Executive Cases: Interviews with Senior Executives of Early-Stage Companies:
ViiCare – China
Prepared by Ning Jia and George Foster
Founded in 2006, Vision in Healthcare (ViiCare) is a privately-held technology company focused on the development of information technology solutions as well as medical virtual reality technology for hospitals. The core technology team is composed of technology and medical experts from Tsinghua University and top-tier hospitals in China. Built upon the earliest microwave thermal ablation platform in China, the company has gradually expanded its product and service offerings to a thermal tumour ablation solution, a picture archive and communication system (PACS), an electronic medical record system (EMR) and a hospital information service bus system (HSB), among others.
Headquartered in Beijing, ViiCare currently has two branch offices in Hunan and Zhejiang province, respectively. The company has received financial support from the “Development Fund of the Ministry of Industry and Information Technology of the People’s Republic of China” and the “Innovation Fund of the Ministry of Science and Technology of the People’s Republic of China”, and has received the ISO9001/13485 quality certificate.
Qiao Zheng is a venture capital investor in ViiCare and general partner of Foresight Capital, with more than 10 years of experience in management consulting and venture capital investment in China. Qiao Zheng holds a BS in Civil Engineering and an MBA from Shanghai Jiaotong University.
Q1: What was the source of the initial idea, and how did that idea evolve into a viable growing company? How did it change over time?
Q2: What were the major growth accelerators for your company in the early years of high growth?
Lin Sheng: “Since the beginning, ViiCare has been a R&D oriented start-up company. We have predominantly focused on the development of cutting-edge medical technologies and, as a result, we didn’t invest much into marketing and sales, and were a bit slow in building up a competent sales force. In addition, because it usually takes a long time to obtain a medical equipment certificate in China, we did not generate significant revenues in the first several years. Since 2009, the Ministry of Health has significantly increased investment in the area of healthcare information technology. Because many of our products, including the 3D medical image systems, hospital information systems and hospital information service bus systems (HSB) were comparable to foreign brands in terms of quality and technical specifications, we were able to land contracts with many large hospitals in China, which contributed significantly to our revenue growth.”
Qiao Zheng: “ViiCare didn’t experience significant growth in the first several years because of the strategic choice to focus on R&D. The company gained significant growth momentum after 2009 when top management decided to invest significant resources into marketing and sales.”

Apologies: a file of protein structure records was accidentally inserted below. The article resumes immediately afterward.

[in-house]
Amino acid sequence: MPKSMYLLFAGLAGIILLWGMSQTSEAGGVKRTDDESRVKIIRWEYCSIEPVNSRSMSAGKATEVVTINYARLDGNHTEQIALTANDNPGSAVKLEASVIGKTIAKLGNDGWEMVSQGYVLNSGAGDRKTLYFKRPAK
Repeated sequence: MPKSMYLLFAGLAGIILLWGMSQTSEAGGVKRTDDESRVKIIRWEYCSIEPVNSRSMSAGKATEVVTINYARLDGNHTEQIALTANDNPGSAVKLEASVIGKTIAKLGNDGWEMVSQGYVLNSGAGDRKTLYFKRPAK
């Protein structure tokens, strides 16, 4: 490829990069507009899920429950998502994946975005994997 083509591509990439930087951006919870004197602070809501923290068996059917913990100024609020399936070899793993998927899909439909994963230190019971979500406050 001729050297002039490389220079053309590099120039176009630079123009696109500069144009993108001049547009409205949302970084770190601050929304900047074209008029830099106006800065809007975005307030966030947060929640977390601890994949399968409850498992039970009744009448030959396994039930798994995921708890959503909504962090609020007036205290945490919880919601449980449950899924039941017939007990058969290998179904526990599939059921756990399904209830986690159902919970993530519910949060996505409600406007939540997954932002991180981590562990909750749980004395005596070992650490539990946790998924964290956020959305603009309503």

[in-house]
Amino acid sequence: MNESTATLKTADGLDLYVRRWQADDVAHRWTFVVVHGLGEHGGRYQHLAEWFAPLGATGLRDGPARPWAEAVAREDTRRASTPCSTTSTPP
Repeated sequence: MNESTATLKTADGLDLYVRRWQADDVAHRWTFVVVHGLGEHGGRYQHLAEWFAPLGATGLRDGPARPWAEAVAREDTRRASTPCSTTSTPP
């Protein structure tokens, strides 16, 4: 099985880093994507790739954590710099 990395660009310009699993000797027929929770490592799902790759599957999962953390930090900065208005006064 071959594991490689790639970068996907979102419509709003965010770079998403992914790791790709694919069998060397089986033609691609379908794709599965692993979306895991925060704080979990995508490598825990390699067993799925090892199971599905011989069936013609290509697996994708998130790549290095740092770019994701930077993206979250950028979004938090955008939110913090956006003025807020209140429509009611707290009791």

Q3: What role did key aspects of the entrepreneurial ecosystem surrounding your company play in the growth of your company?
Lin Sheng: “The healthcare industry in China has much room for growth. Most hospitals in China are owned or controlled by the government, including central and local health authorities, state-owned enterprises and the military. In 2009, the Ministry of Finance initiated long-term health reform to achieve the objective for “everyone to have access to essential healthcare services”. Significant investments were made to develop the healthcare system in China, creating substantial market opportunities for ViiCare.
“Based in Beijing, ViiCare has access to top-tier academic institutions, including Tsinghua University, Peking University and the Chinese Academy of Sciences. These institutions are able to provide us with a large pool of IT talent. In addition, because of our close affiliation with Tsinghua University, we are able to benefit from its brand and a wider range of resources.”
Qiao Zheng: “Most of China’s educational and medical resources are concentrated in Beijing; therefore ViiCare is able to receive a lot of support from the local community, especially in areas of human resource, R&D, mentors and advisers. Also, because most VC firms are either based in Beijing or at least have a branch office there, it is relatively easy to access external investors for fundraising purposes.”
Q4: What key aspects of the entrepreneurial ecosystem surrounding your company that were absent (or existed only in a weak form) created the greatest challenges for growing your company? Please describe and discuss how you met/were impacted by these gaps in the ecosystem and their resultant challenges.
Lin Sheng: “One key aspect of the entrepreneurial ecosystem surrounding ViiCare that existed only in a weak form was social respect and support for entrepreneurial companies. Compared to Western countries, the Chinese culture generally is less tolerant of failures. In China, when you fail, sometimes you ‘lose face’ in front of your friends and others.